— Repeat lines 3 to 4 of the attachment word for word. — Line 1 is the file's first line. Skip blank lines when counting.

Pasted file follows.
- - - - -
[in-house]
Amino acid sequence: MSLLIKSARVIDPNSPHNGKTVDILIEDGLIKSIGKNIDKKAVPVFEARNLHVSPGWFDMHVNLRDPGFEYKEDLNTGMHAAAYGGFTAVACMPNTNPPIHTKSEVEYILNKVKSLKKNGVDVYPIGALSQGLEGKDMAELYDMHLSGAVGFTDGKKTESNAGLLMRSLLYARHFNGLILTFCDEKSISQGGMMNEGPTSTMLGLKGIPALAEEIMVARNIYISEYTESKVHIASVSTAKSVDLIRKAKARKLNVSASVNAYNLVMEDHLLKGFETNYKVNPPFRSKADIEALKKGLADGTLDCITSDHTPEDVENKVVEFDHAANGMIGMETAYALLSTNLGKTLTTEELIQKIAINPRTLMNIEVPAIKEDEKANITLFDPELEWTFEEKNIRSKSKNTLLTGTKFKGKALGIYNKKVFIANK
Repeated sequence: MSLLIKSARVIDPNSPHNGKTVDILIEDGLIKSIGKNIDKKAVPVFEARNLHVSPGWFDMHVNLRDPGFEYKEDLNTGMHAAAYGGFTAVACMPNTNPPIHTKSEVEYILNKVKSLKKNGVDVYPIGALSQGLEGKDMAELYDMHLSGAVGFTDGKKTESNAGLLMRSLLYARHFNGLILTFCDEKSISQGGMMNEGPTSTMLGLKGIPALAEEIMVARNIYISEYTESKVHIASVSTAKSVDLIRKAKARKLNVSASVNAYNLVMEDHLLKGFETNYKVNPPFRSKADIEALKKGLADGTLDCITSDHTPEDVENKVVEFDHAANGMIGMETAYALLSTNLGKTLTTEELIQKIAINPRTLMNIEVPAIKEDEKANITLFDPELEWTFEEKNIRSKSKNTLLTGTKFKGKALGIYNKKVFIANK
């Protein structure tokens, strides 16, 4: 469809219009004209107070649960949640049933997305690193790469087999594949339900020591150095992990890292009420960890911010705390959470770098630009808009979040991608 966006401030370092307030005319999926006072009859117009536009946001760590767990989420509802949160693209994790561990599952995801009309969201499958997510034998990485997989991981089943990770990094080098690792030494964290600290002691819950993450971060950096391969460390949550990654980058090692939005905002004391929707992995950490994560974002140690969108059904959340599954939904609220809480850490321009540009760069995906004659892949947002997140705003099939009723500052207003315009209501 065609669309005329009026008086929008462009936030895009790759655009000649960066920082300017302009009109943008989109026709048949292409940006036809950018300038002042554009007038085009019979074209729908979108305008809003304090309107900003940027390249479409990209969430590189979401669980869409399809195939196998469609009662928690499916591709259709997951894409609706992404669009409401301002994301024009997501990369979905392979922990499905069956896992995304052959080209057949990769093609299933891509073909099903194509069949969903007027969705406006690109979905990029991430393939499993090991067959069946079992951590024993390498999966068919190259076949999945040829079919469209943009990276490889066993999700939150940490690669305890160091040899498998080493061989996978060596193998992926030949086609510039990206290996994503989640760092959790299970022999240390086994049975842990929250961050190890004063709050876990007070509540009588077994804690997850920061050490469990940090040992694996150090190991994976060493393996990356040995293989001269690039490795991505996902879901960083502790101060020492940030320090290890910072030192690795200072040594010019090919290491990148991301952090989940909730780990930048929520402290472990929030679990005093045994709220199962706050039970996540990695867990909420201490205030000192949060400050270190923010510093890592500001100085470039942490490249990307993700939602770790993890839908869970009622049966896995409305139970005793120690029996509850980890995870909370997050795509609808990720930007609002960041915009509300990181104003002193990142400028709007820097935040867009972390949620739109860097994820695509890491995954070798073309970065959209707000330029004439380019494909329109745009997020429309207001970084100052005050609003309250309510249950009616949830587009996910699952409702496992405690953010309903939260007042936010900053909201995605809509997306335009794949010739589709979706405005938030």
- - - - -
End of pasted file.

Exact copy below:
Repeated sequence: MSLLIKSARVIDPNSPHNGKTVDILIEDGLIKSIGKNIDKKAVPVFEARNLHVSPGWFDMHVNLRDPGFEYKEDLNTGMHAAAYGGFTAVACMPNTNPPIHTKSEVEYILNKVKSLKKNGVDVYPIGALSQGLEGKDMAELYDMHLSGAVGFTDGKKTESNAGLLMRSLLYARHFNGLILTFCDEKSISQGGMMNEGPTSTMLGLKGIPALAEEIMVARNIYISEYTESKVHIASVSTAKSVDLIRKAKARKLNVSASVNAYNLVMEDHLLKGFETNYKVNPPFRSKADIEALKKGLADGTLDCITSDHTPEDVENKVVEFDHAANGMIGMETAYALLSTNLGKTLTTEELIQKIAINPRTLMNIEVPAIKEDEKANITLFDPELEWTFEEKNIRSKSKNTLLTGTKFKGKALGIYNKKVFIANK
């Protein structure tokens, strides 16, 4: 469809219009004209107070649960949640049933997305690193790469087999594949339900020591150095992990890292009420960890911010705390959470770098630009808009979040991608 966006401030370092307030005319999926006072009859117009536009946001760590767990989420509802949160693209994790561990599952995801009309969201499958997510034998990485997989991981089943990770990094080098690792030494964290600290002691819950993450971060950096391969460390949550990654980058090692939005905002004391929707992995950490994560974002140690969108059904959340599954939904609220809480850490321009540009760069995906004659892949947002997140705003099939009723500052207003315009209501 065609669309005329009026008086929008462009936030895009790759655009000649960066920082300017302009009109943008989109026709048949292409940006036809950018300038002042554009007038085009019979074209729908979108305008809003304090309107900003940027390249479409990209969430590189979401669980869409399809195939196998469609009662928690499916591709259709997951894409609706992404669009409401301002994301024009997501990369979905392979922990499905069956896992995304052959080209057949990769093609299933891509073909099903194509069949969903007027969705406006690109979905990029991430393939499993090991067959069946079992951590024993390498999966068919190259076949999945040829079919469209943009990276490889066993999700939150940490690669305890160091040899498998080493061989996978060596193998992926030949086609510039990206290996994503989640760092959790299970022999240390086994049975842990929250961050190890004063709050876990007070509540009588077994804690997850920061050490469990940090040992694996150090190991994976060493393996990356040995293989001269690039490795991505996902879901960083502790101060020492940030320090290890910072030192690795200072040594010019090919290491990148991301952090989940909730780990930048929520402290472990929030679990005093045994709220199962706050039970996540990695867990909420201490205030000192949060400050270190923010510093890592500001100085470039942490490249990307993700939602770790993890839908869970009622049966896995409305139970005793120690029996509850980890995870909370997050795509609808990720930007609002960041915009509300990181104003002193990142400028709007820097935040867009972390949620739109860097994820695509890491995954070798073309970065959209707000330029004439380019494909329109745009997020429309207001970084100052005050609003309250309510249950009616949830587009996910699952409702496992405690953010309903939260007042936010900053909201995605809509997306335009794949010739589709979706405005938030």